Tagsuicide

Reading of the Week: Suicide Prevention in the Acute Care Setting (JAMA Psychiatry); Also, Gottlieb on Racism (Wash Post)

From the Editor

In the year before they suicide, more than 90% of people have had contact with some type of acute care – an ED visit, a trip to the family doctor, or an appointment at an outpatient specialty clinic. So how can we help people better? Given the contact, what can we do to reduce suicides?

This week, we have two selections; the first focuses on this question. In a new JAMA Psychiatry paper, Dr. Stephanie K. Doupnik (of the University of Pennsylvania) and her co-authors do a systematic review and meta-analysis of 14 studies that used brief suicide prevention interventions in acute care settings (think brief contact interventions like a phone call after an ED visit). They find an encouraging result: “In this meta-analysis, brief suicide prevention interventions were associated with reduced subsequent suicide attempts.” We consider the big paper, and the editorial that accompanies it.

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In the other selection, therapist Lori Gottlieb discusses race and therapy in a Washington Post essay. She examines her own biases, and the way they play out in her therapy session. “Here’s what we didn’t talk about [in school]: the racism that might take place inside the supposedly ‘safe space’ of our therapy rooms – our patients’ racism and our own.”

Please note that there will be no Reading next week. Happy Canada Day.

DG

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Reading of the Week: What do Google Searches Tell Us about Suicide & COVID? (CJP) Also, Bullock on Suicide (NEJM)

From the Editor

How will the pandemic impact mental health? Will we see more people with depression and PTSD? What about suicides?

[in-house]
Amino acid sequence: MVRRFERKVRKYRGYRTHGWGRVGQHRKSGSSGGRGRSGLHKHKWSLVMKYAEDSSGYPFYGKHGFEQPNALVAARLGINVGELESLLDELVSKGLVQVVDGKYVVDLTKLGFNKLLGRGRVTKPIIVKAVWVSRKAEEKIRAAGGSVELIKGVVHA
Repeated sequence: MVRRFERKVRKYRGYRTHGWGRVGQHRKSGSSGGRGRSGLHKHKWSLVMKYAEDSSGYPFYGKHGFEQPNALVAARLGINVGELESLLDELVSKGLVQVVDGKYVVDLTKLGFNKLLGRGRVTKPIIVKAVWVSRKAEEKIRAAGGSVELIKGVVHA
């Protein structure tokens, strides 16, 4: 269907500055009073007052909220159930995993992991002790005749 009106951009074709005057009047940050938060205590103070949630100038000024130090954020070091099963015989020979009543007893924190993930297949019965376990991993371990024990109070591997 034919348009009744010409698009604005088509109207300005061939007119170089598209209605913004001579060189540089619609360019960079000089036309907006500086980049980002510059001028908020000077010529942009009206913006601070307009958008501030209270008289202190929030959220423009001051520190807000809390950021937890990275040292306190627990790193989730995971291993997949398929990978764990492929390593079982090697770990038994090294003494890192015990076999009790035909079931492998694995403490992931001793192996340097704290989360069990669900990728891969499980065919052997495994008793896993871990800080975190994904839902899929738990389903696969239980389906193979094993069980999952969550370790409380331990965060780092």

In a recent JAMA Psychiatry paper, Mark A. Reger (of the University of Washington) and his co-authors argued that we may see a “perfect storm” with COVID-19, increasing the risk of suicide. A BMJ blog speculated that we could have a “pandemic after the pandemic,” as mental health problems grow even as the virus fades.

This week, we have two selections; the first focuses on suicide and the pandemic. Using an innovative approach – that is, considering Google searches for suicide and related terms, as a proxy for completions – the authors draw on American and international data. In a new Canadian Journal of Psychiatry paper, Dr. Mark Sinyor (of the University of Toronto) and his co-authors find surprisingly “that the initial stages of the pandemic were accompanied by a substantial reduction in searches related to suicide, anxiety, and hopelessness with no change in searches for depression.”

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In the second selection, Dr. Justin L. Bullock (of the University of California, San Francisco) discusses suicide in The New England Journal of Medicine. The young doctor is very personal, describing his own struggles with mental illness. “‘I’m starting to get depressed,’ I told my sister emotionlessly. She began to cry, probably flashing back to the last time I was severely depressed, attempted suicide, and ended up in the ICU. I told her I was sad that my 2-year-old niece wouldn’t remember me. ‘Do you think I would ever let her forget you?’ she responded. We both cried.”